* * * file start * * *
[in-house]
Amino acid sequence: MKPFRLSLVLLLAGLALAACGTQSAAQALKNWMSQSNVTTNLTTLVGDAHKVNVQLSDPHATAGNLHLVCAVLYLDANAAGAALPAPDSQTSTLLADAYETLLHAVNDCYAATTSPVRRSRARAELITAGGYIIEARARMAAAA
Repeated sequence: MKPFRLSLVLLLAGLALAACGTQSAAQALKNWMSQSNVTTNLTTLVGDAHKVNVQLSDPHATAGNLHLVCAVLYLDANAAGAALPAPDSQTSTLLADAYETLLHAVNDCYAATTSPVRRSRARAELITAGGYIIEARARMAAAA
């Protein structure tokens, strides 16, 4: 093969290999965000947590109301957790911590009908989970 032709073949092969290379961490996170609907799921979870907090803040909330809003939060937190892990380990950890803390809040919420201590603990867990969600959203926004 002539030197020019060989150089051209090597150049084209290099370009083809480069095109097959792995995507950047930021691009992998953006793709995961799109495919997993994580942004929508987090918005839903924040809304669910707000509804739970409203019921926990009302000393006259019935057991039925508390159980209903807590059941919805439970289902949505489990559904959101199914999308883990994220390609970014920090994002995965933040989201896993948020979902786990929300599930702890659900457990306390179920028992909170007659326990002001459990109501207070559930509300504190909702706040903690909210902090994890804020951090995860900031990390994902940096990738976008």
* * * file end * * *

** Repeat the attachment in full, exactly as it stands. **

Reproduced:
[in-house]
Amino acid sequence: MKPFRLSLVLLLAGLALAACGTQSAAQALKNWMSQSNVTTNLTTLVGDAHKVNVQLSDPHATAGNLHLVCAVLYLDANAAGAALPAPDSQTSTLLADAYETLLHAVNDCYAATTSPVRRSRARAELITAGGYIIEARARMAAAA
Repeated sequence: MKPFRLSLVLLLAGLALAACGTQSAAQALKNWMSQSNVTTNLTTLVGDAHKVNVQLSDPHATAGNLHLVCAVLYLDANAAGAALPAPDSQTSTLLADAYETLLHAVNDCYAATTSPVRRSRARAELITAGGYIIEARARMAAAA
């Protein structure tokens, strides 16, 4: 093969290999965000947590109301957790911590009908989970 032709073949092969290379961490996170609907799921979870907090803040909330809003939060937190892990380990950890803390809040919420201590603990867990969600959203926004 002539030197020019060989150089051209090597150049084209290099370009083809480069095109097959792995995507950047930021691009992998953006793709995961799109495919997993994580942004929508987090918005839903924040809304669910707000509804739970409203019921926990009302000393006259019935057991039925508390159980209903807590059941919805439970289902949505489990559904959101199914999308883990994220390609970014920090994002995965933040989201896993948020979902786990929300599930702890659900457990306390179920028992909170007659326990002001459990109501207070559930509300504190909702706040903690909210902090994890804020951090995860900031990390994902940096990738976008």